Caribbean Association for Feminist Research and Action, Trinidad and Tobago Chapter Statement on the Administration of Justice in relation to Yugge Farrell
Caribbean Association for Feminist Research and Action (CAFRA) Trinidad and Tobago joins in the expressions of concern and alarm over the treatment of 23-year-old Yugge Farrell by the administration of justice in St. Vincent and the Grenadines. We take note that Yugge Farrell was charged with using abusive […] language against the spouse of the Minister of Finance, who is also the son of the Prime Minister and Minister of Legal Affairs and with whom she has alleged that she had been in a relationship.
As an organisation committed to confronting unequal power relations between women and men, between the state and individuals and inequalities in society, CAFRA TT is troubled by this case. We wonder whether the police of St. Vincent and the Grenadines routinely charge the many persons who insult or curse each other in public places. And if not, as we suspect, we ask what were the considerations of the police in charging this 23-year-old woman. We wonder why the resources and the attention of the Director of Public Prosecutions were engaged with this rather minor charge. We question why Ms Farrell was sent to a mental health institution for observation when she indicated that she intended to plead not guilty and was represented by an attorney.
Many women’s rights and social justice advocates across the region following this case are questioning whether the administration of justice has functioned in a non-biased and fair manner. We seek to understand the motivations for what seems to be a disproportionate wielding of state power against this young woman.
Given the persons involved in this case, directly or indirectly, and the tremendous differences in positional power among them, the responsibility is on the State to show how the conduct of this case, from investigation, charging and prosecution was consistent with other cases of this type. The police and the prosecution have a rule of law obligation to show how their pursuit of this case was “as usual” and not, by contrast, extraordinary and targeted.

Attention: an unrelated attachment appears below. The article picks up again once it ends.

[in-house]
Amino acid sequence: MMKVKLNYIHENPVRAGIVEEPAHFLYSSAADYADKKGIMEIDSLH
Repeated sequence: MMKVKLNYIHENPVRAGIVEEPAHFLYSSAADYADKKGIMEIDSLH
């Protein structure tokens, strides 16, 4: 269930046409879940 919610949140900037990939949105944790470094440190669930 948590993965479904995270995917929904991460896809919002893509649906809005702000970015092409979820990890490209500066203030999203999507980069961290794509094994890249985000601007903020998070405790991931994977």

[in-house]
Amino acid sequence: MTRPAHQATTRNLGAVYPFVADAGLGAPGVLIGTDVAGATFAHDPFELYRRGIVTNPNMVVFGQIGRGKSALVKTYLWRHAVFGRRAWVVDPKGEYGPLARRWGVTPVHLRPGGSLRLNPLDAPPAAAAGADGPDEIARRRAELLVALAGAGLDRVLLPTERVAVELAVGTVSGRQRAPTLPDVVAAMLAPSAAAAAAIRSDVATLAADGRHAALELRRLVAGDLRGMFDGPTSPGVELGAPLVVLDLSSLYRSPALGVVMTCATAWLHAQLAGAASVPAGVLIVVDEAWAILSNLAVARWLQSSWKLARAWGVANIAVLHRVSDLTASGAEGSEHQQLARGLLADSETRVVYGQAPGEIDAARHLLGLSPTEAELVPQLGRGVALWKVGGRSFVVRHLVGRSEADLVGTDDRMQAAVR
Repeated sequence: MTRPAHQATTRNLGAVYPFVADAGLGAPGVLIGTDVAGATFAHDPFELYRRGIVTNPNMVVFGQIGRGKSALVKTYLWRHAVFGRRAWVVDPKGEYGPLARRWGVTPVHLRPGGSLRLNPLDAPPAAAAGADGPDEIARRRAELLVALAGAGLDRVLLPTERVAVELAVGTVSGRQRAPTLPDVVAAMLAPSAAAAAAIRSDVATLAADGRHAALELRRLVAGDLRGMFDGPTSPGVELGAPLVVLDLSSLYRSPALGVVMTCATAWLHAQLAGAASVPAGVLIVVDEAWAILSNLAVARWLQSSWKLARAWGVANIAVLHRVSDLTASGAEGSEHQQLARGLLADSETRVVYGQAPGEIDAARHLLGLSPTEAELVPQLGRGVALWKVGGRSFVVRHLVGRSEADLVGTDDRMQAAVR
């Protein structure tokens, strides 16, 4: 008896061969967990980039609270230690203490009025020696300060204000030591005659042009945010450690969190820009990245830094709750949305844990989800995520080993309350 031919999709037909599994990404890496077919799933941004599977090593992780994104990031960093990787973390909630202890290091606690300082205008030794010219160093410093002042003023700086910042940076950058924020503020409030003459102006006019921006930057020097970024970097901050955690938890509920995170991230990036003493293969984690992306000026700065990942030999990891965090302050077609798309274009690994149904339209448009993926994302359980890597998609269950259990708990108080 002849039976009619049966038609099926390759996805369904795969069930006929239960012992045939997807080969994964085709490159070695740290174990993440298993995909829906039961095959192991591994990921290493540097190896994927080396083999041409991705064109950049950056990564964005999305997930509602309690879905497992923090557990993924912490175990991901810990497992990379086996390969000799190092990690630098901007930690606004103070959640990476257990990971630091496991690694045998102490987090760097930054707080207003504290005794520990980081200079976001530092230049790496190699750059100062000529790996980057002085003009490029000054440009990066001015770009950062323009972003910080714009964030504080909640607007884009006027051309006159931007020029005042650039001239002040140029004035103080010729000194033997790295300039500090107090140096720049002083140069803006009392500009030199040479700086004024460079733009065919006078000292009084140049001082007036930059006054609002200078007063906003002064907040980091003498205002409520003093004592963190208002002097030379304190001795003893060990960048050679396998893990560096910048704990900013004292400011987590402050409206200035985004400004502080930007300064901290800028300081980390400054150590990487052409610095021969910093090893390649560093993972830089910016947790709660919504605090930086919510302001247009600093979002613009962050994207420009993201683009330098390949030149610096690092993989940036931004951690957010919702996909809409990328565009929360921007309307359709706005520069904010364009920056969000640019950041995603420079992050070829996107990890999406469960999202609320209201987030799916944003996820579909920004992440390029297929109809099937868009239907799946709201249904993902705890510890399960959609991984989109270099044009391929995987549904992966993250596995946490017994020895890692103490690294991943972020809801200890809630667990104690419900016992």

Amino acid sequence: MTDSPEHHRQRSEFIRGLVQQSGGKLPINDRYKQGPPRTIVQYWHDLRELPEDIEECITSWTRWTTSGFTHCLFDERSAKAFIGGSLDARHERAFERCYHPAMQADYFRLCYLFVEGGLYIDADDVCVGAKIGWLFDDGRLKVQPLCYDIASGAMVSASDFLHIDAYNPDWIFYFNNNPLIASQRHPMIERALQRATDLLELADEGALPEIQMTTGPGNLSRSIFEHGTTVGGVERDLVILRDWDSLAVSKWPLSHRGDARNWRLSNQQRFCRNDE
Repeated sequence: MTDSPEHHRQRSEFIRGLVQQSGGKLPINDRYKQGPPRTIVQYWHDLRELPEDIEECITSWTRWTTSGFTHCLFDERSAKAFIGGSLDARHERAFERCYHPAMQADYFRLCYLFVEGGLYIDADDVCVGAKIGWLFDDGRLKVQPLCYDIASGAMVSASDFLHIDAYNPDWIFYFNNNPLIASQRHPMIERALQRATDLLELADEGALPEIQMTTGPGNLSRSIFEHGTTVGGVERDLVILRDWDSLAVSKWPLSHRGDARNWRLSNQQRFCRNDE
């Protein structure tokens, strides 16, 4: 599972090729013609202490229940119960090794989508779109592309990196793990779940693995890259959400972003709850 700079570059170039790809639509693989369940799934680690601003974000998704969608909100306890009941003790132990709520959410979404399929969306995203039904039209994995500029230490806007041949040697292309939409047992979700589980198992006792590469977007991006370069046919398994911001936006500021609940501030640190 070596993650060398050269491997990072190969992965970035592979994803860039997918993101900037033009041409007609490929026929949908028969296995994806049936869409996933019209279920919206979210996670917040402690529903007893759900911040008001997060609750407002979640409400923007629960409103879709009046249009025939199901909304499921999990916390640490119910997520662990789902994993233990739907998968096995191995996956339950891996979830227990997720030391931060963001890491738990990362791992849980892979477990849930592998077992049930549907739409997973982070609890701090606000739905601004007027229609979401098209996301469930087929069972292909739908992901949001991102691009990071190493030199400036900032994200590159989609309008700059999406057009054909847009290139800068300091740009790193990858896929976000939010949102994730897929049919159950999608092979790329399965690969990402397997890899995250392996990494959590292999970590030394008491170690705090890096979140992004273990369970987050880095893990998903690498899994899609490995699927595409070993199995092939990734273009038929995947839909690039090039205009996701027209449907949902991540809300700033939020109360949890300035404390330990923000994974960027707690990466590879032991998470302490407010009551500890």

St. Vincent and the Grenadines, like other Caribbean countries, has a high per capita rate of sexual violence. Domestic violence is prevalent with very few charges laid by the police and even fewer perpetrators prosecuted. Yet a 23-year-old woman using what can only be described as very mild language in the context of the sexualised and violent invective women hear every day on our streets, has been exposed to the heavy hand of the law. She was deprived of her liberty for three weeks in a mental health institution before she was granted bail. This charge hangs over her head with the case adjourned to December 2018.
CAFRA TT expresses its solidarity with Yugge Farrell and all social justice advocates following this case across the Caribbean. We call for an independent inquiry by the relevant authorities into the administration of justice’s conduct of this case.
The views expressed herein are those of the writer and do not necessarily represent the opinions or editorial position of iWitness News. Opinion pieces can be submitted to [email protected]
The views expressed herein are those of the writer and do not necessarily represent the opinions or editorial position of iWitness News. Opinion pieces can be submitted to [email protected].
In their statement, CAFRA TT asks many questions and expresses unsettling bewilderment on an equal number of aspects in case.
The answer to this simple question would, itself, answer all their asked and unasked questions and offer assurances to their bewilderments, expressed and unexpressed.
Sensibly, it takes about two hours to do a psychiatric evaluation. Seventy-two if ordered by the court. Yet, Ms Farrell, the now Finance Ministers bête noire, was sent for three weeks.
An “independent inquiry” would never be “independent,” not in little SVG. What is needed are legal challenges and a judicial review.
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